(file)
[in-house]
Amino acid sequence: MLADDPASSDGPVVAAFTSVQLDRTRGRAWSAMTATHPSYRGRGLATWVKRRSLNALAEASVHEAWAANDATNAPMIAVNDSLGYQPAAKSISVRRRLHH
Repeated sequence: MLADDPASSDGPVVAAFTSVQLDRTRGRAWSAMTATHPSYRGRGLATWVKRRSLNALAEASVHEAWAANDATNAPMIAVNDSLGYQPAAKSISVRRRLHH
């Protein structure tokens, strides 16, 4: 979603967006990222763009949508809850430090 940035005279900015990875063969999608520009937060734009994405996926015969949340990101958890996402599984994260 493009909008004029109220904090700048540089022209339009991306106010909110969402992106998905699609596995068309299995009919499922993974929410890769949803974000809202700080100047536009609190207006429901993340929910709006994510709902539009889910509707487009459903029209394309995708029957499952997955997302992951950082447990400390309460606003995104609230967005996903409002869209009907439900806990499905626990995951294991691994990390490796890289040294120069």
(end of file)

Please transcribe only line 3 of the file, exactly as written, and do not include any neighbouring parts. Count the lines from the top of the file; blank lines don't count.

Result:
Repeated sequence: MLADDPASSDGPVVAAFTSVQLDRTRGRAWSAMTATHPSYRGRGLATWVKRRSLNALAEASVHEAWAANDATNAPMIAVNDSLGYQPAAKSISVRRRLHH